prising if further discoveries revealed the existence of seedclusion, but tends to show that Lepidocarpon did not stand bearing members in this group, although it is by no means alone among lycopods in this respect.

safe to assume that the seed-bearing habit must necessarily It is to discoveries still more recent of a similar nature, have existed in any group.

E. A. N. ARBER. but affecting other lines of descent, that special attention may be directed. They are concerned with a synthetic type of Upper Palæozoic vegetation of great interest, which has

ANTHROPOLOGICAL NOTES. become widely known under the name Cycadofilices. More than one genus of this group has now been shown | THE Reliquary and Illustrated Archaeologist for October to have reached the seed-bearing status.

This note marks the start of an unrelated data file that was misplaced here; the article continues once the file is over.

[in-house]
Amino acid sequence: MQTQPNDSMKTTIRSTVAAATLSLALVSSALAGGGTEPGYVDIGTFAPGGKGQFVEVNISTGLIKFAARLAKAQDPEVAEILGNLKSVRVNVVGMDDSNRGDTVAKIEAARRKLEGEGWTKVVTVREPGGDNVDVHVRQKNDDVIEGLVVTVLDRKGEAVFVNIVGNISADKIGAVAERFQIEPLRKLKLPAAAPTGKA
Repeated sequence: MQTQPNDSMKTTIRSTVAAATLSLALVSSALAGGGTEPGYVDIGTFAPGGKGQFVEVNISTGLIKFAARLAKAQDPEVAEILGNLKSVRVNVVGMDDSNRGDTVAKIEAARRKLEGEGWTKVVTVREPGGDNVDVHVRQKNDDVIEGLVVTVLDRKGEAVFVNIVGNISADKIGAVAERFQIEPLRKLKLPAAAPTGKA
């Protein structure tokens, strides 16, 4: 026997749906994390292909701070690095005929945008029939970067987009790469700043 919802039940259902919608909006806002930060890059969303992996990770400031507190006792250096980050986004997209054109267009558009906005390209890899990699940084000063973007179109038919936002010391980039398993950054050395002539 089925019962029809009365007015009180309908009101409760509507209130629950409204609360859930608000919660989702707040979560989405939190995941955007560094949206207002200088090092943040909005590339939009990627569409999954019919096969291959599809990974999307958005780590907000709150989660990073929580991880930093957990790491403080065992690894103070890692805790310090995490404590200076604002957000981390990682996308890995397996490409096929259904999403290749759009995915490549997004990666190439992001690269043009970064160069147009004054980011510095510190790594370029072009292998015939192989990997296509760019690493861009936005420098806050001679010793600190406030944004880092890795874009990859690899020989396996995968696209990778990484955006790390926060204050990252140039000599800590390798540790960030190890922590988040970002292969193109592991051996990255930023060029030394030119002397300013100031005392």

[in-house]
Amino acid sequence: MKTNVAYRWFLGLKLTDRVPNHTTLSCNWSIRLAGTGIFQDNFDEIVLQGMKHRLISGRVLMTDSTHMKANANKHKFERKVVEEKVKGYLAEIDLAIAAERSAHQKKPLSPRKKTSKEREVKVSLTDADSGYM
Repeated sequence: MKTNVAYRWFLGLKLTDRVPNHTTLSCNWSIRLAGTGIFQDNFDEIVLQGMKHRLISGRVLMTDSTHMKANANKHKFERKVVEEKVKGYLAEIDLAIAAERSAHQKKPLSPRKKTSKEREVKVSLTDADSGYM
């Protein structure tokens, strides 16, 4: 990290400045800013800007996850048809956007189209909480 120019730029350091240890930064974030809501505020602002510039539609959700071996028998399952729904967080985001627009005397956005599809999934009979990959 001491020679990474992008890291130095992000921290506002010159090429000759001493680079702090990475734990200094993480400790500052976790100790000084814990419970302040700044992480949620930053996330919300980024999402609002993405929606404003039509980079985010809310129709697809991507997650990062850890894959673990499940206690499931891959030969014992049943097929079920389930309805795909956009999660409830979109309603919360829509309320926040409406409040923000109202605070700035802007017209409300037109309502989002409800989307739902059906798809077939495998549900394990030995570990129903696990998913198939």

contains, as is usual with this journal, interesting and The credit of the first discovery of this nature is due to well illustrated articles, among which may be noted one Prof. Oliver and Dr. Scott, who recently published a on “ the funambulist, or rope-walker, by Mr. Arthur full account of the seed and the evidence for its attribution Watson; some Norman and pre-Norman remains in the in the Philosophical Transactions of the Royal Society. Dove-Dale district, by Mr. G. le Blanc Smith ; medallic The more important conclusion of these authors may be portraits of Christ in the sixteenth century, by Mr. G. E. briefly summarised as follows. It has been found that a Hill; a carved bone of the Viking age, by Mr. J. Romilly seed, already recorded by Williamson as Lagenostoma Allen. Lomaxi, was borne by the fossil plant known as Lygino- All who are interested in primitive technology will welcome dendron. The two have not been found in continuity, but the new instalment of Dr. Walter E. Roth's monograph on the evidence for this conclusion, although in the main in- North Queensland ethnography. Bulletin No. 7 deals with direct, is none the less conclusive. The chief point lies in domestic implements, arts, and manufactures, and is illus. the identity of the glandular structures found on an organ